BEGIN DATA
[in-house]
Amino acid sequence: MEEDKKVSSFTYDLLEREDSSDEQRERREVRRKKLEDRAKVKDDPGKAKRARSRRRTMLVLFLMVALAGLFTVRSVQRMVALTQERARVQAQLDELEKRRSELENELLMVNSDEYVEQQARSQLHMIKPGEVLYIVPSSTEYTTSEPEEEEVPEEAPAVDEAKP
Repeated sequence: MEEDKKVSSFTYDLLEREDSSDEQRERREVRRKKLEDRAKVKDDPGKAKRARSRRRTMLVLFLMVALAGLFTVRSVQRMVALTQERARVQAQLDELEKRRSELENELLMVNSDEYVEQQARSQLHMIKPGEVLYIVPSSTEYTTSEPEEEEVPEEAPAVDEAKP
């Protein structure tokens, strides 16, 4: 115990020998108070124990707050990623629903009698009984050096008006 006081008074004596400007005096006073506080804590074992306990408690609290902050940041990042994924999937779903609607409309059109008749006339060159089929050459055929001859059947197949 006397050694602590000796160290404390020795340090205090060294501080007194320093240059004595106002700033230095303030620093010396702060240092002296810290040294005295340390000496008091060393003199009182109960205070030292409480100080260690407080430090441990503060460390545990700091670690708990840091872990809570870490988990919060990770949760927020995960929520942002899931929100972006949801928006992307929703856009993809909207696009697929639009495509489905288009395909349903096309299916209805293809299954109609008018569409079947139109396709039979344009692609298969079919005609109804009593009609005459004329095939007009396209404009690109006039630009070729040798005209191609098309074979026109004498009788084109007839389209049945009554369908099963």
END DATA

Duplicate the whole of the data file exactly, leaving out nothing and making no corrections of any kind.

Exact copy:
[in-house]
Amino acid sequence: MEEDKKVSSFTYDLLEREDSSDEQRERREVRRKKLEDRAKVKDDPGKAKRARSRRRTMLVLFLMVALAGLFTVRSVQRMVALTQERARVQAQLDELEKRRSELENELLMVNSDEYVEQQARSQLHMIKPGEVLYIVPSSTEYTTSEPEEEEVPEEAPAVDEAKP
Repeated sequence: MEEDKKVSSFTYDLLEREDSSDEQRERREVRRKKLEDRAKVKDDPGKAKRARSRRRTMLVLFLMVALAGLFTVRSVQRMVALTQERARVQAQLDELEKRRSELENELLMVNSDEYVEQQARSQLHMIKPGEVLYIVPSSTEYTTSEPEEEEVPEEAPAVDEAKP
């Protein structure tokens, strides 16, 4: 115990020998108070124990707050990623629903009698009984050096008006 006081008074004596400007005096006073506080804590074992306990408690609290902050940041990042994924999937779903609607409309059109008749006339060159089929050459055929001859059947197949 006397050694602590000796160290404390020795340090205090060294501080007194320093240059004595106002700033230095303030620093010396702060240092002296810290040294005295340390000496008091060393003199009182109960205070030292409480100080260690407080430090441990503060460390545990700091670690708990840091872990809570870490988990919060990770949760927020995960929520942002899931929100972006949801928006992307929703856009993809909207696009697929639009495509489905288009395909349903096309299916209805293809299954109609008018569409079947139109396709039979344009692609298969079919005609109804009593009609005459004329095939007009396209404009690109006039630009070729040798005209191609098309074979026109004498009788084109007839389209049945009554369908099963």